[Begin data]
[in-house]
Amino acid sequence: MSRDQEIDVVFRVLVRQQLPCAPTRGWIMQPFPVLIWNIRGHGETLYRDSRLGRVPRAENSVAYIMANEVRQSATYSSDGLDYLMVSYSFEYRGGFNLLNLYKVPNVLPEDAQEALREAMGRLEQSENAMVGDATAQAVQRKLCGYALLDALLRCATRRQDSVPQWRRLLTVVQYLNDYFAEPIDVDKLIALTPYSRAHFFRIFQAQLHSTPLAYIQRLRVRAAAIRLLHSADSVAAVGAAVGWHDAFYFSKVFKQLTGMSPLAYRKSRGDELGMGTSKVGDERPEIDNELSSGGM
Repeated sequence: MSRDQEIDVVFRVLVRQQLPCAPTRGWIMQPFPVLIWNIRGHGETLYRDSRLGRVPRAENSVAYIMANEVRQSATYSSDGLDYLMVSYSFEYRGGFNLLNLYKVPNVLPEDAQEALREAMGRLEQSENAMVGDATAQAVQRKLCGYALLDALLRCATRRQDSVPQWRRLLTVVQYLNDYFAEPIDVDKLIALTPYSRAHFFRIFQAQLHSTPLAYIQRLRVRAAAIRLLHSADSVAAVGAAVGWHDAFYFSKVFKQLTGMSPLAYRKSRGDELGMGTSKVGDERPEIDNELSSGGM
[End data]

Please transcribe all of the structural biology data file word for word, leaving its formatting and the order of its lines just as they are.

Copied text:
[in-house]
Amino acid sequence: MSRDQEIDVVFRVLVRQQLPCAPTRGWIMQPFPVLIWNIRGHGETLYRDSRLGRVPRAENSVAYIMANEVRQSATYSSDGLDYLMVSYSFEYRGGFNLLNLYKVPNVLPEDAQEALREAMGRLEQSENAMVGDATAQAVQRKLCGYALLDALLRCATRRQDSVPQWRRLLTVVQYLNDYFAEPIDVDKLIALTPYSRAHFFRIFQAQLHSTPLAYIQRLRVRAAAIRLLHSADSVAAVGAAVGWHDAFYFSKVFKQLTGMSPLAYRKSRGDELGMGTSKVGDERPEIDNELSSGGM
Repeated sequence: MSRDQEIDVVFRVLVRQQLPCAPTRGWIMQPFPVLIWNIRGHGETLYRDSRLGRVPRAENSVAYIMANEVRQSATYSSDGLDYLMVSYSFEYRGGFNLLNLYKVPNVLPEDAQEALREAMGRLEQSENAMVGDATAQAVQRKLCGYALLDALLRCATRRQDSVPQWRRLLTVVQYLNDYFAEPIDVDKLIALTPYSRAHFFRIFQAQLHSTPLAYIQRLRVRAAAIRLLHSADSVAAVGAAVGWHDAFYFSKVFKQLTGMSPLAYRKSRGDELGMGTSKVGDERPEIDNELSSGGM